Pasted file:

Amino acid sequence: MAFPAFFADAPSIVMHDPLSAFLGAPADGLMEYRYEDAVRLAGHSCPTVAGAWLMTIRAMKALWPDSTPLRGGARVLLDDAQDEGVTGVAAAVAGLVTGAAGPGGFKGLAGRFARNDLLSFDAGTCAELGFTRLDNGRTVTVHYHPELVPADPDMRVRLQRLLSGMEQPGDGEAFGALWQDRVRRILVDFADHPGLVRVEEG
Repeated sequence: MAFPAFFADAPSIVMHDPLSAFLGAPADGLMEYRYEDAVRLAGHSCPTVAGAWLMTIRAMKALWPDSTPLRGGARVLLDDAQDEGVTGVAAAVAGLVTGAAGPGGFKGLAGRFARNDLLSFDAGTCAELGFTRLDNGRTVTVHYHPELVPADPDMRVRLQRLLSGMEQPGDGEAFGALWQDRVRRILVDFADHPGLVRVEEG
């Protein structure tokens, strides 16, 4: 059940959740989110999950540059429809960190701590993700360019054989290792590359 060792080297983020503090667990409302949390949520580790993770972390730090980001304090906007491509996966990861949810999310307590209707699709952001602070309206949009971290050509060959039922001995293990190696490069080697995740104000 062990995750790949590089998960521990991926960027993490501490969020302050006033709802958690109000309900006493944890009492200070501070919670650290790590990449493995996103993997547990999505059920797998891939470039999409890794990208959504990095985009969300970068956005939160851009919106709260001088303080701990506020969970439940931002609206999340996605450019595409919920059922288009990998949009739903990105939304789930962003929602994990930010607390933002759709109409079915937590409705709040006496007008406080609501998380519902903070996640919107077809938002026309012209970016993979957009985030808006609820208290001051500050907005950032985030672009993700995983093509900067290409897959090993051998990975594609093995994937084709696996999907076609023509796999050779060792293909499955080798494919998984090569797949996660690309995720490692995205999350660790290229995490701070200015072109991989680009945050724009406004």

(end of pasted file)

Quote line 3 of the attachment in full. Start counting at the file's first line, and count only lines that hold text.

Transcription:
């Protein structure tokens, strides 16, 4: 059940959740989110999950540059429809960190701590993700360019054989290792590359 060792080297983020503090667990409302949390949520580790993770972390730090980001304090906007491509996966990861949810999310307590209707699709952001602070309206949009971290050509060959039922001995293990190696490069080697995740104000 062990995750790949590089998960521990991926960027993490501490969020302050006033709802958690109000309900006493944890009492200070501070919670650290790590990449493995996103993997547990999505059920797998891939470039999409890794990208959504990095985009969300970068956005939160851009919106709260001088303080701990506020969970439940931002609206999340996605450019595409919920059922288009990998949009739903990105939304789930962003929602994990930010607390933002759709109409079915937590409705709040006496007008406080609501998380519902903070996640919107077809938002026309012209970016993979957009985030808006609820208290001051500050907005950032985030672009993700995983093509900067290409897959090993051998990975594609093995994937084709696996999907076609023509796999050779060792293909499955080798494919998984090569797949996660690309995720490692995205999350660790290229995490701070200015072109991989680009945050724009406004």